The Fyah and the Trod
Nackeshia Tomlinson, Gleaner Writer
Live music reigns supreme at Calabash
The first night's musical entertainment at the Calabash Literary Festival did not disappoint. It featured unconventional acts: Raging Fyah and No-Maddz. Both performed well and ignited the stage with their high levels of energy.
Raging Fyah's entire set featured 11 songs. They began the musical offering with an instrumental solo from Kumar who set the pace for greater things. After the introduction, the group continued with Step Outa Babylon, Irie Vibe, Karma. They continued the transition with the debut of Sunshine which was penned by them and produced by Bobby Digital. The group left nothing for later, giving all they had, musically, on the stage. They forged a connection with the audience and aptly transmitted who they were as artistes.
They did a complete and convincing set. They clearly impressed the audience, who did not show any sign of lethargy even though it was after midnight. and many had been at Jakes all day.
In fact, they were fully engrossed in the performance and showed their pleasure by dancing, rocking and singing along to the songs they knew like Behold and I and I.
When the time expired, some members of the audience called for an encore. However, their calls were ignored by MC Seretse Small who reminded them that the show was operating under time constraint.
No-Maddz did not disappoint either but continued with the high energy that defined Raging Fyah's set.
After a quick band change, the six-member group, inclusive of a new bass player, made their presence known by starting out with the track Rise Above Profanity or the 'Poo Puku Poo Puku Poo' song.
The group entered the stage in signature '60s-inspired outfits, complete with props such as two travelling bags, and a change of outfit which Shepherd later donned, an unidentified libation which he fittingly drank out of a small calabash throughout the show.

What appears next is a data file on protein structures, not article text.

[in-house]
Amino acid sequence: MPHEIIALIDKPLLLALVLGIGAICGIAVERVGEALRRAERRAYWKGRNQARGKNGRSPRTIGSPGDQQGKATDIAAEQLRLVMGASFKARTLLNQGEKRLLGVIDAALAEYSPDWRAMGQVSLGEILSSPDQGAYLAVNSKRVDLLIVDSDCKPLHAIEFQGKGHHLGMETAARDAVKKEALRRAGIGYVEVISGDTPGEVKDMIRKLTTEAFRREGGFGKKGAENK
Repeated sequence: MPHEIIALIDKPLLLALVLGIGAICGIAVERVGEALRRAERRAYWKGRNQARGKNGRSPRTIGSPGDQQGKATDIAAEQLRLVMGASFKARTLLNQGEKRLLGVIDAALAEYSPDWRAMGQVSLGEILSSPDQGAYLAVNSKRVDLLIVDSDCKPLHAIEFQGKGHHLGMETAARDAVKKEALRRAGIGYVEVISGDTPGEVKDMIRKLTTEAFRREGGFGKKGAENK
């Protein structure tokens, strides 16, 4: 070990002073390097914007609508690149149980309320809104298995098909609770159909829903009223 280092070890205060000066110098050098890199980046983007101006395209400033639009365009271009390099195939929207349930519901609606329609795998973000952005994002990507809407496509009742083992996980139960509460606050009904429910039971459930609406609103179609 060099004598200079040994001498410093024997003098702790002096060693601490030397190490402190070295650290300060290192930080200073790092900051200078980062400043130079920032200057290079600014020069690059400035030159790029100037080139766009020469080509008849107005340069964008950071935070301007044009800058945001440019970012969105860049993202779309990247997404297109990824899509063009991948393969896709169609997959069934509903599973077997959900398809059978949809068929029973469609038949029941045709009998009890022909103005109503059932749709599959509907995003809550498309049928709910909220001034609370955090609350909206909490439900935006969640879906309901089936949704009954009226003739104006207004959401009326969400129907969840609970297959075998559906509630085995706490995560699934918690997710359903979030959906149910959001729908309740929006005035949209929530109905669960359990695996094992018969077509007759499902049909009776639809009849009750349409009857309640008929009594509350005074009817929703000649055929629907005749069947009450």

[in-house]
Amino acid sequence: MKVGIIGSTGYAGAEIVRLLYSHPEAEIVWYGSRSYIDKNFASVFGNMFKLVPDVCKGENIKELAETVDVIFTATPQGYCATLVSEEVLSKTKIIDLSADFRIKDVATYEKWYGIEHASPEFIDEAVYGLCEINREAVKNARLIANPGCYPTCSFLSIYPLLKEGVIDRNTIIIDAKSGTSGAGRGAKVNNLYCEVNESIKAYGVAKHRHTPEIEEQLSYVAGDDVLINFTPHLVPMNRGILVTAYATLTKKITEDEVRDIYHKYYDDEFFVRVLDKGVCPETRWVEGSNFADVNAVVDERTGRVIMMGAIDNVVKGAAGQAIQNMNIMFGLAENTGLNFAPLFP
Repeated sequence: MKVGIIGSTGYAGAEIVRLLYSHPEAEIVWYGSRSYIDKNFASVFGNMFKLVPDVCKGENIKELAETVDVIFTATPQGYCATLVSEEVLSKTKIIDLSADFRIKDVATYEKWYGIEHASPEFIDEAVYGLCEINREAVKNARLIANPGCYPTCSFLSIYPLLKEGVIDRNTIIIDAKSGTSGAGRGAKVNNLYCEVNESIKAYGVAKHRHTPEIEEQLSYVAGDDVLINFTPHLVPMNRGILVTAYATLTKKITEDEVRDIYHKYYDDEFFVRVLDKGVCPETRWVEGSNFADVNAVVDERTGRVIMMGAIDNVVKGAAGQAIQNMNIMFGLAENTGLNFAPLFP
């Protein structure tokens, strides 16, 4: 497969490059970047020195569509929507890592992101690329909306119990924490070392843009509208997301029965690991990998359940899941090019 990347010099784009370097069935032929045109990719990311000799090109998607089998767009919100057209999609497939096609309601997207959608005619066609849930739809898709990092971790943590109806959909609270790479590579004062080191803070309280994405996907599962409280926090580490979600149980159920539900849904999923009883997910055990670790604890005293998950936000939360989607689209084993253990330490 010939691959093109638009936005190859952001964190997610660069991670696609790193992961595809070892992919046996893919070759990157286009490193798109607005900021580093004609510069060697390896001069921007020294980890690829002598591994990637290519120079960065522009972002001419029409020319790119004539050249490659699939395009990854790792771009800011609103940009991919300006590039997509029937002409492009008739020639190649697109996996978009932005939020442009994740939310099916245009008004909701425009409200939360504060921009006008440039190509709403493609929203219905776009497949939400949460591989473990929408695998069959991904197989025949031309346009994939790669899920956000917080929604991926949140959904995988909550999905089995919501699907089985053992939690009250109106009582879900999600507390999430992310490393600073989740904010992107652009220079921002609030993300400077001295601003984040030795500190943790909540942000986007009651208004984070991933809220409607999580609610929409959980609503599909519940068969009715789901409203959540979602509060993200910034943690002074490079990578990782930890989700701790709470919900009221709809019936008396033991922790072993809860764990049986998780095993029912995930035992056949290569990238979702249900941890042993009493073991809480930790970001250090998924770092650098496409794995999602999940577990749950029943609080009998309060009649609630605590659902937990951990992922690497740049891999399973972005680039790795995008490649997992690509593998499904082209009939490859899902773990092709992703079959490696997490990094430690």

The set was started by Everaldo Creary, who used a coconut grater and a fork as his musical instrument. That was later supported by guitar, keyboard and drums. The audience at first seemed curious about the ensemble but later grew to accept it.
No-Maddz displayed a variety of antics and mannerisms, which had a dual effect of delighting or distracted one from the essence of the production.
The group interacted with the crowd, who rewarded the members with appreciation in the form of screams and catcalls.
After the initial item, No-Maddz continued their set with The Trod, No-Maddz's attempt at offering encouragement on life's journey.
Take You to a Place, the next item, a diverse number, was led by member Oneil Peart who showed his vocal prowess by providing a consistent falsetto undertone.
The song, which had a number of suggestive connotations, gave each member the opportunity to display his personality through small-embedded solos.
The final number, Mountain Lion, a song that uses a strong feline motif to demonstrate strength, was also well received by the crowd.
In interviews with The Gleaner, prior to their performances, the bands said they were happy to be at the festival.
Sheldon Shepherd, speaking on behalf of No-Maddz, said the festival was a natural fit for them because it represented the group's current line of work and origins as dub poets though it has added a musical sound.
Currently, the No-Maddz are promoting a new seven-track Extended Play with its version of a 50th independence theme 'Sort out yuh life Jamaica', and is looking forward to a concert in support of Jamaica at the London Olympic games in August. Similarly, the members of Raging Fyah were elated to be at the festival and endorsed the performance aspect of the festival.
The group said its upcoming projects included the promotion of its new single, a European tour inclusive of summer festivals in Germany and Poland.
There are also plans for a show in Miami on June 15 during the Caribbean Cultural Awards.